I have been a Verizon Wireless customer since 1999 when I bought my very first cell phone. Honestly, it’s been a great relationship and Verizon has been a great partner over the past 12+ years. But as they say, all good things must come to an end. That’s why last Friday, I broke up with Verizon.
You’d think ending a long-term relationship like that would be dirty and painful. You’d be wrong. It was quick, easy and I’ve never felt better!
I previously wrote about how I was paying way too much for services I didn’t use. I was fed up with paying so much for smartphone service so I decided to ditch my plan for prepaid service from Straight Talk Wireless. Now I’ll take you step by step through the process so that you can free yourself from the shackles of contracts and save yourself a whole bunch of money in the process!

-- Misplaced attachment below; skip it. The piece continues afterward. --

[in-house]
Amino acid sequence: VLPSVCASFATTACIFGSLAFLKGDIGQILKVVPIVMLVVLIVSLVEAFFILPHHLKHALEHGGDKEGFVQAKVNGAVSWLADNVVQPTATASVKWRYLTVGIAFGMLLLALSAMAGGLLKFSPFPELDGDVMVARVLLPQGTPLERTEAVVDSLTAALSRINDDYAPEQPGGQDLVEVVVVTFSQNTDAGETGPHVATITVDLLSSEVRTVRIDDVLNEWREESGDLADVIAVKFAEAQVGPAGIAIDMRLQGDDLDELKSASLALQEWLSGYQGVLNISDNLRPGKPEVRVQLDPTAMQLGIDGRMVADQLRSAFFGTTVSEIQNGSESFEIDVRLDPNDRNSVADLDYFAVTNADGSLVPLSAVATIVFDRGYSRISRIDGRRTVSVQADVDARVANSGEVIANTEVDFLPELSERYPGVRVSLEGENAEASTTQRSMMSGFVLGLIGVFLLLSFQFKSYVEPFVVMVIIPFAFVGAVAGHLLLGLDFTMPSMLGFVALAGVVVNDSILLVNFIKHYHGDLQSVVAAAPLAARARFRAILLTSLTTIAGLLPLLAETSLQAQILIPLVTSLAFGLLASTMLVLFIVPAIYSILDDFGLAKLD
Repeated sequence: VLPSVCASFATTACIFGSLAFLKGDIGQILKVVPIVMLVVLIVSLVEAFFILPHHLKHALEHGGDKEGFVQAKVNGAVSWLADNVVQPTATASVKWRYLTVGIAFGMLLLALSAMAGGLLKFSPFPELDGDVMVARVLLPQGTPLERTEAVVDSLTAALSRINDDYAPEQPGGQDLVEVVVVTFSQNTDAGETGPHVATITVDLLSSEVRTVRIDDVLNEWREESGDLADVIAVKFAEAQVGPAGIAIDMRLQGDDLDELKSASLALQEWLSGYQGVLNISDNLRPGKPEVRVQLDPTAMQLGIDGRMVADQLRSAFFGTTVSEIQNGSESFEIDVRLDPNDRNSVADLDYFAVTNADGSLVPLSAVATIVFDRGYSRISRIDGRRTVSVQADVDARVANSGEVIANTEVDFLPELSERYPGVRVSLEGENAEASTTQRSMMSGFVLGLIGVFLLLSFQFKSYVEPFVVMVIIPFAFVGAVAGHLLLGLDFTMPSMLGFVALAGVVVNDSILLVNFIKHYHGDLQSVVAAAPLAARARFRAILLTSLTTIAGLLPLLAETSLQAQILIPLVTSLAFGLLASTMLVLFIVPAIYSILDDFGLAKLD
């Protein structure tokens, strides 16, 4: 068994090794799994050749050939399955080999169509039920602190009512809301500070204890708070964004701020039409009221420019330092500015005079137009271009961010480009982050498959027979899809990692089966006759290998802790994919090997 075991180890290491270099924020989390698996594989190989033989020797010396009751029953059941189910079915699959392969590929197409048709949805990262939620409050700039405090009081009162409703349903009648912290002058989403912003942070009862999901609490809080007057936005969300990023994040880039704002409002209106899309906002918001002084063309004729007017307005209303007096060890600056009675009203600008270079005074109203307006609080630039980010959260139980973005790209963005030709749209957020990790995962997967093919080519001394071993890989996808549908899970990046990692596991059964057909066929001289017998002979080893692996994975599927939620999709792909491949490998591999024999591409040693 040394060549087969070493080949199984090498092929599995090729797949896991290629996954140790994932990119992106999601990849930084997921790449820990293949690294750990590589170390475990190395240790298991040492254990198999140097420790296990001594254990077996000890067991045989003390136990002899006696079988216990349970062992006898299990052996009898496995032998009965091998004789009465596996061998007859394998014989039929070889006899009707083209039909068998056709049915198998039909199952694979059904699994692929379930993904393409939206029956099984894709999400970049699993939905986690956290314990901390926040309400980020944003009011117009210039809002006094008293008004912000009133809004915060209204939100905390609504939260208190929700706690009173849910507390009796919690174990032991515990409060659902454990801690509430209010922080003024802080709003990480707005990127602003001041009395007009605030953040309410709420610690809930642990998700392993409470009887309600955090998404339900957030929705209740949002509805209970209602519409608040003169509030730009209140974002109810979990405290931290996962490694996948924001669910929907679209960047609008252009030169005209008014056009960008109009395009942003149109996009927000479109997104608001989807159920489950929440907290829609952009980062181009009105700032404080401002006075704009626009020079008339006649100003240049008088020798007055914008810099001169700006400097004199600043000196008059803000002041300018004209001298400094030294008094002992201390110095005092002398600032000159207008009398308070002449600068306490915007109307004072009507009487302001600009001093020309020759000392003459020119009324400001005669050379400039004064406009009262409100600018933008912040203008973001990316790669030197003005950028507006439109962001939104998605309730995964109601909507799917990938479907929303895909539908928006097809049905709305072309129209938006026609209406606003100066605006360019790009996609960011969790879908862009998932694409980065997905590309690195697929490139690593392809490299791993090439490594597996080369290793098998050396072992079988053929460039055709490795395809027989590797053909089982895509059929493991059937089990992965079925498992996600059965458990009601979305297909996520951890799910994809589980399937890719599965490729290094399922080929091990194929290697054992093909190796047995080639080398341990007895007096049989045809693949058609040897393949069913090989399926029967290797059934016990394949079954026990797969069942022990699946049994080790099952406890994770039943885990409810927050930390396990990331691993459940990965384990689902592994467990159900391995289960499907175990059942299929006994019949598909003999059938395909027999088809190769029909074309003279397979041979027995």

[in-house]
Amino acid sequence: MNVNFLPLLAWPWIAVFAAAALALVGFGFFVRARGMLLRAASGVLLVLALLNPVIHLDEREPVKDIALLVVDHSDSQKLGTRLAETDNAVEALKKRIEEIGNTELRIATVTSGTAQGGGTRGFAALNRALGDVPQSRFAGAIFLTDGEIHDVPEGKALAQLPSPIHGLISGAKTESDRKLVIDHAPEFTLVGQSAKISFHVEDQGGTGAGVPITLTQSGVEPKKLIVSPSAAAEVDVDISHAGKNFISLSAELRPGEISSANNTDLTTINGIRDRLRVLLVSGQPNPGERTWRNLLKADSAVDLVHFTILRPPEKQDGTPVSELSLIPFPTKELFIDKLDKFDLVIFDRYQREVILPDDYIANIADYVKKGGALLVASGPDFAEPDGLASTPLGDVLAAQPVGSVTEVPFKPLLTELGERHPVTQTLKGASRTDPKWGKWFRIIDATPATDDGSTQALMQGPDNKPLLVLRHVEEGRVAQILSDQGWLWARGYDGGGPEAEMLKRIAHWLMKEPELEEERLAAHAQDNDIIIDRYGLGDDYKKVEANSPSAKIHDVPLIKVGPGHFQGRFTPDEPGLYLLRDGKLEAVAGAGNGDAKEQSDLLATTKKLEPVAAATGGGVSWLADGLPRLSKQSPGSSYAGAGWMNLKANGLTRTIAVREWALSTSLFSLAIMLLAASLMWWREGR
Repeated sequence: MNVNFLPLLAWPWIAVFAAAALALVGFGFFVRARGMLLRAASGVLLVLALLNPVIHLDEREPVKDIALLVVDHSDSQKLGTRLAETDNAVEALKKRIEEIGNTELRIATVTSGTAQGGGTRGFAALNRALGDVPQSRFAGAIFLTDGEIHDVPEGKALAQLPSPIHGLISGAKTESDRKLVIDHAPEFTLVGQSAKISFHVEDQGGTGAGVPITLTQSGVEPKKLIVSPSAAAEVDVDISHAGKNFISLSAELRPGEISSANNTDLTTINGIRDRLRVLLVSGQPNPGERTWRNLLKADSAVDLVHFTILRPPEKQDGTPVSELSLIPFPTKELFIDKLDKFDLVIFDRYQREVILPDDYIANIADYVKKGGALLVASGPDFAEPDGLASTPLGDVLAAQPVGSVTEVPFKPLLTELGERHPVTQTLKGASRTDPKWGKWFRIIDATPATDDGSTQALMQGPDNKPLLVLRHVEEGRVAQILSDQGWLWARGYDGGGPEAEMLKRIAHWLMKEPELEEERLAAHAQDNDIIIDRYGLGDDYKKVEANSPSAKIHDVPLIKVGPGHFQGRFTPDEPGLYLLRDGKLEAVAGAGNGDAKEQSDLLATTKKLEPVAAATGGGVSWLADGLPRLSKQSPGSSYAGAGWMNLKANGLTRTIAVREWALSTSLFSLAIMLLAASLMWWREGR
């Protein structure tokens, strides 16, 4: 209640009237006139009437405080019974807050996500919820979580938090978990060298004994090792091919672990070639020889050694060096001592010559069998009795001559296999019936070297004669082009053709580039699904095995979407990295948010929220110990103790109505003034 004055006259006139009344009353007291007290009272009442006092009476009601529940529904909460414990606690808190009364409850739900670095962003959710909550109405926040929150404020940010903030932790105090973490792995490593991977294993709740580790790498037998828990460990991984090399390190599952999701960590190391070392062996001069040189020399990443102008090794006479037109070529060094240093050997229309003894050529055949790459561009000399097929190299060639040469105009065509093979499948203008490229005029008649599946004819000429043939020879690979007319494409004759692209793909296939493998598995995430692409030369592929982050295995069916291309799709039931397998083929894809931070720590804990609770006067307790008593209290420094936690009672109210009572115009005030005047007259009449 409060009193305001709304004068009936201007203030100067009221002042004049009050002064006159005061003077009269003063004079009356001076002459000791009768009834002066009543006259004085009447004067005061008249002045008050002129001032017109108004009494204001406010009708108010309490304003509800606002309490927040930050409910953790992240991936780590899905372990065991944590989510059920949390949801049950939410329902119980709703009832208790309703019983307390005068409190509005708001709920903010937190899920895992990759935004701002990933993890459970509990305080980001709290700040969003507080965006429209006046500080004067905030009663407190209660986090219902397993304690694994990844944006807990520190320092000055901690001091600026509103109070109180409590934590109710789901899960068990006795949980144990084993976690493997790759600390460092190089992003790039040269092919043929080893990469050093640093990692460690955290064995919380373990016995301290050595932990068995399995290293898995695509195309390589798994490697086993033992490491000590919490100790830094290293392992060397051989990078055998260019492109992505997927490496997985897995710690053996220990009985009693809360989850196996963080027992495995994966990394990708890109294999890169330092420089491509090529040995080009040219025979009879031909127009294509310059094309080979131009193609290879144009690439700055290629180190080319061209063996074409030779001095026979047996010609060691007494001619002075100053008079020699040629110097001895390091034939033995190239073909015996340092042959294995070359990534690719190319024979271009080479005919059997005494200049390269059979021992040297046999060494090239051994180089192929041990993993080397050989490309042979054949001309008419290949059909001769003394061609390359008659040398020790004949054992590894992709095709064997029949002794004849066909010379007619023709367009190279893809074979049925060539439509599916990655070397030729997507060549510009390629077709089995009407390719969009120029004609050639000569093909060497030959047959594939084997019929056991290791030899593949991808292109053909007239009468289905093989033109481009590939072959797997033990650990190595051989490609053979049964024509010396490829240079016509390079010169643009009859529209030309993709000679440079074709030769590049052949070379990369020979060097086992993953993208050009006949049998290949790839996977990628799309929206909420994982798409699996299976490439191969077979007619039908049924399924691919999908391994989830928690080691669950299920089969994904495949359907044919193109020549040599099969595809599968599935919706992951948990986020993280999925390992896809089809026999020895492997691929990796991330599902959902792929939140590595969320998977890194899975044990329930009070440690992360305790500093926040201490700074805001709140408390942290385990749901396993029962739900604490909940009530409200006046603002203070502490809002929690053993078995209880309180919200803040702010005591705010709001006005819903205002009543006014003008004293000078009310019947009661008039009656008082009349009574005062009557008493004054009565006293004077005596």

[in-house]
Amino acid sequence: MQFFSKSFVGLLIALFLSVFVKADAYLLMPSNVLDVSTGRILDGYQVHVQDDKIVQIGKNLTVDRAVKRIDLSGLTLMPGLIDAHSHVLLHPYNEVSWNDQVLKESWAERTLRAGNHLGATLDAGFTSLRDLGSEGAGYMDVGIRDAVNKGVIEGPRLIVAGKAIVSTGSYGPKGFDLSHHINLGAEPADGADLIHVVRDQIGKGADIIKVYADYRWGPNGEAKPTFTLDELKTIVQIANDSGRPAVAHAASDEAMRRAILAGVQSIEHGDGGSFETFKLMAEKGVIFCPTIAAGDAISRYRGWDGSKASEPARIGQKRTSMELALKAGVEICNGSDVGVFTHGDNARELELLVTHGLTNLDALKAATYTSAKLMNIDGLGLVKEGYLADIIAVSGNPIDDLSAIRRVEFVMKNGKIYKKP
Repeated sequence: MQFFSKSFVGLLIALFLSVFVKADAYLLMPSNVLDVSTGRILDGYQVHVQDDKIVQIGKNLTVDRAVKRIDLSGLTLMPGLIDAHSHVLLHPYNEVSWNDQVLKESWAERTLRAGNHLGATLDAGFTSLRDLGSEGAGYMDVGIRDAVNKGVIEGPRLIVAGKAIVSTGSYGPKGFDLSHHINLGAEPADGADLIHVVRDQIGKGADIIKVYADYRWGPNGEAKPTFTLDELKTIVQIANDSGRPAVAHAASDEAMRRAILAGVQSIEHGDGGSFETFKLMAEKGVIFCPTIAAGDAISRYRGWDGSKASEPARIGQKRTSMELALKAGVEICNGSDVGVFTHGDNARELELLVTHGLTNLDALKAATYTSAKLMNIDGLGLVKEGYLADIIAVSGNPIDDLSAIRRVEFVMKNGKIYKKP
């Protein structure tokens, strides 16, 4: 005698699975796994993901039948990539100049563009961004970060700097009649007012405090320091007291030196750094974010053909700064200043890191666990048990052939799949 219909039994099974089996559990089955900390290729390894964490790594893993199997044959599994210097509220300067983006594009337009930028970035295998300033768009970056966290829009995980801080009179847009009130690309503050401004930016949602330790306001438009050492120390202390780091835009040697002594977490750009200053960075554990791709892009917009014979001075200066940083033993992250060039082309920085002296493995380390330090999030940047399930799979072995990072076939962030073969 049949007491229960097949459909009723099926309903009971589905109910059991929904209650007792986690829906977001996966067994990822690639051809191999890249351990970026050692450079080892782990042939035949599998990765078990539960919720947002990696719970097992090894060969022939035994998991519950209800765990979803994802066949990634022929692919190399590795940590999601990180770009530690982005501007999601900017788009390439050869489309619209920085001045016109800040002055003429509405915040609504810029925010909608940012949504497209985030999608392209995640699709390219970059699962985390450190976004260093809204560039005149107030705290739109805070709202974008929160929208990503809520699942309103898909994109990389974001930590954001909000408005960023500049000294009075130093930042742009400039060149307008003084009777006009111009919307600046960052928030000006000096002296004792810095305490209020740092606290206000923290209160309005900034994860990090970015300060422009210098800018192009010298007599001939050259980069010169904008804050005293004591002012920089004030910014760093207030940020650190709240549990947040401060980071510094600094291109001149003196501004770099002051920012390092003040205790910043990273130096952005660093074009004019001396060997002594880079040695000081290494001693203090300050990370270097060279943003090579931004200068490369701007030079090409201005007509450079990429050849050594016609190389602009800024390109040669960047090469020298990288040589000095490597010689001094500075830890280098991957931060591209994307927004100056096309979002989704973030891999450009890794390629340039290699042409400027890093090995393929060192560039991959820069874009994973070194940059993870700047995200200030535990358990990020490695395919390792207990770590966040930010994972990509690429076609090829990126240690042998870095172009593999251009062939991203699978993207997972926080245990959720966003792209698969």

Based on my conversations with people about this concept there is a broad stereotype that prepaid phone service is only for drug dealers and poor people. Free yourself from this thinking. The big service providers and their subsidized phones with two-year contracts are holding you hostage and sucking your bank account dry!
I admit, I did it for the longest time. But it’s hilarious to listen to people talk about “waiting until their contract expires” to “upgrade their phone”. It’s time to break free of the notion that renting our phones and phone service from the major providers is an acceptable business practice!